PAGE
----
Ultimately, these are relatively minor victories in the grand scheme of additions, changes, and upgrades needed at Walt Disney World. But they are victories. It’s very much worth celebrating these improvements, and drawing attention to them–just as we do with the bad things happening at the parks.
These are the kinds of small details that matter disproportionately to diehard fans, so giving Walt Disney World a bit of “positive reinforcement” could result in similar such improvements in the future. (Conversely, complaining about any and everything disincentivizes Disney from caring about what we think.)
Here’s hoping that Tomorrowland has a bright future and updates this only accelerate as the opening date for TRON Lightcycle Run draws nearer. It would be wonderful if Walt Disney World allowed Imagineering to meld the original Space Age design of this land with the biomimicry and organic stylization of TRON Lightcycle Run to produce something that’s at once futuristic and classic.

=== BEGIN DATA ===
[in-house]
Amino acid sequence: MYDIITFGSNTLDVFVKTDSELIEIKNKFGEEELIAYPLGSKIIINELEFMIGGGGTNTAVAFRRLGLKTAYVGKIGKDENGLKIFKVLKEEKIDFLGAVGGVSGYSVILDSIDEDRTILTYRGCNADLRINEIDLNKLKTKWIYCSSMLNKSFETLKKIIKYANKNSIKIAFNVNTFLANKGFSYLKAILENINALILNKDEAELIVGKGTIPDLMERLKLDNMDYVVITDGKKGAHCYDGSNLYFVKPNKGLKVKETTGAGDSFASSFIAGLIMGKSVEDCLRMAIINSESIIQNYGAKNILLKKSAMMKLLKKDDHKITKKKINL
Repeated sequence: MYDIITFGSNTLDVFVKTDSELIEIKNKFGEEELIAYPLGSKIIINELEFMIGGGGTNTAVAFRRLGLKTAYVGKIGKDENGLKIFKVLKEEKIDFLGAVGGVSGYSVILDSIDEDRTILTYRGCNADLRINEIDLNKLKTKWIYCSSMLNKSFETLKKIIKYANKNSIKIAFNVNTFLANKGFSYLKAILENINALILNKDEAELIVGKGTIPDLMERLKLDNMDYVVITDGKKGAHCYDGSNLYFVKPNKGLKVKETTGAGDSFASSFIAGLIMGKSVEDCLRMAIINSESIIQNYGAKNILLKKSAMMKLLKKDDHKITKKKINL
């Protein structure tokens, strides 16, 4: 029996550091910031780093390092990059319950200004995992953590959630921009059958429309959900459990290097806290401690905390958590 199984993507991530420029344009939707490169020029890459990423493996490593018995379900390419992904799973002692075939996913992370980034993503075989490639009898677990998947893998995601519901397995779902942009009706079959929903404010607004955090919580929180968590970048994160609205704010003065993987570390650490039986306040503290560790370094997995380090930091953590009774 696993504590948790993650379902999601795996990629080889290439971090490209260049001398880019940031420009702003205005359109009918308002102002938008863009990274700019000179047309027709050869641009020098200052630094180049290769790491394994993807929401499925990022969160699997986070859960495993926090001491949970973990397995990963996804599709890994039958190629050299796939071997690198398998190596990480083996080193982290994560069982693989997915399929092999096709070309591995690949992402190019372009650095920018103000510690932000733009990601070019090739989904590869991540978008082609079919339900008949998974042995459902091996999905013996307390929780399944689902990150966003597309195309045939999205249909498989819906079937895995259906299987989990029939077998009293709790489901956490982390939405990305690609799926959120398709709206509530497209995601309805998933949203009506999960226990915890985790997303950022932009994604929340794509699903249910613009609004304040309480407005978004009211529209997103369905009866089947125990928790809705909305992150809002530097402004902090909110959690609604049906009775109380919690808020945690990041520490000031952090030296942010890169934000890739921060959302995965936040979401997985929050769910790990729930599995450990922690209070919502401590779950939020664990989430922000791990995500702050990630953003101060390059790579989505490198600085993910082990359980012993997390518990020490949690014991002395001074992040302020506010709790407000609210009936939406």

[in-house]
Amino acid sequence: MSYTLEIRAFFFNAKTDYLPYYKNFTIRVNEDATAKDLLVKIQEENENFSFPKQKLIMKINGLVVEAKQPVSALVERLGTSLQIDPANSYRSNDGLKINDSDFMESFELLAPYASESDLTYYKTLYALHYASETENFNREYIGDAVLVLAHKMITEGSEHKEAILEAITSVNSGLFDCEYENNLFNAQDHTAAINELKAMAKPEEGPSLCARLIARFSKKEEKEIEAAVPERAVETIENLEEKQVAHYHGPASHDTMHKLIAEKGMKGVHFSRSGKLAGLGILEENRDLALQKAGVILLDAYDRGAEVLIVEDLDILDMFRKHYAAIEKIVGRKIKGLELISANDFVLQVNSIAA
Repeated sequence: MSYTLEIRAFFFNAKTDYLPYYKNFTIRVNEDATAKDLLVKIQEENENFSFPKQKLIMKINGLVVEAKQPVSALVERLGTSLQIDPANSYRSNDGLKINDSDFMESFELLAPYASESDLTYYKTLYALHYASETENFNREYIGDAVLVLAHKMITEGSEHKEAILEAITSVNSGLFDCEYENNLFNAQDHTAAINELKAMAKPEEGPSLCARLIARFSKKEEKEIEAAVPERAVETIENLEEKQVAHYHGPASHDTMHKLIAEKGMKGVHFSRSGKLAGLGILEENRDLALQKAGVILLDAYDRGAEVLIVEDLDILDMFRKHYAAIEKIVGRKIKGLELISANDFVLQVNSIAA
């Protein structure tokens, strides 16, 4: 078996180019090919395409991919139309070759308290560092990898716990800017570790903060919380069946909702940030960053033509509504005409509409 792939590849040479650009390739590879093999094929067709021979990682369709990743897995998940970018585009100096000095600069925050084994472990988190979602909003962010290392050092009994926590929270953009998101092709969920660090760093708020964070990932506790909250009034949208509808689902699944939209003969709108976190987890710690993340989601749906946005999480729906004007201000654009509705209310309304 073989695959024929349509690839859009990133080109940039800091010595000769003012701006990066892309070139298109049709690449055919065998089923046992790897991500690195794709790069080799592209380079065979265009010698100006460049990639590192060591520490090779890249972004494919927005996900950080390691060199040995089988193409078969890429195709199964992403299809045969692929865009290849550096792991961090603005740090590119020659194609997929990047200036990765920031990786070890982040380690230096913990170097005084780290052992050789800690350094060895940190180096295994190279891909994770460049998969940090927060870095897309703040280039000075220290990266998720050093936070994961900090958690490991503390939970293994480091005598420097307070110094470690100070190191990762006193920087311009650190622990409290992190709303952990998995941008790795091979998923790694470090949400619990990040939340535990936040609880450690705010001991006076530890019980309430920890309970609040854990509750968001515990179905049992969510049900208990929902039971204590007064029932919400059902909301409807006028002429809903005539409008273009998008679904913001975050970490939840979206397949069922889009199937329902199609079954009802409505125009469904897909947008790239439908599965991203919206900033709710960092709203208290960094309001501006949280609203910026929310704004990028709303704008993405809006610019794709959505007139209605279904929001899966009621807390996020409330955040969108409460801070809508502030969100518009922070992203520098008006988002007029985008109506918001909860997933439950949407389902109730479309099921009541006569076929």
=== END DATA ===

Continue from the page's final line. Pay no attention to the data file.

Personally, I think clean design and sweeping lines leading to TRON Lightcycle Power Run–with that attraction’s architecture and neon lighting punctuating the style of Tomorrowland–would look fantastic. It’s certainly not perfect, but with the disparate Space Mountain standing tall right next door, there is no perfect solution. At least in this (realistic) scenario, we end up with a Tomorrowland in Magic Kingdom that mostly works on an aesthetic level, and is not a visually jarring mishmash of ideas and eras.
What do you think about the new narration for the Tomorrowland Transit Authority PeopleMover and finale updates to the Carousel of Progress at Magic Kingdom? Any hopes for additional updates or an overarching reimagining of the land’s aesthetic before TRON Lightcycle Run opens? Do you agree or disagree with my thoughts? Any questions we can help you answer? Hearing your feedback–even when you disagree with us–is both interesting to us and helpful to other readers, so please share your thoughts below in the comments!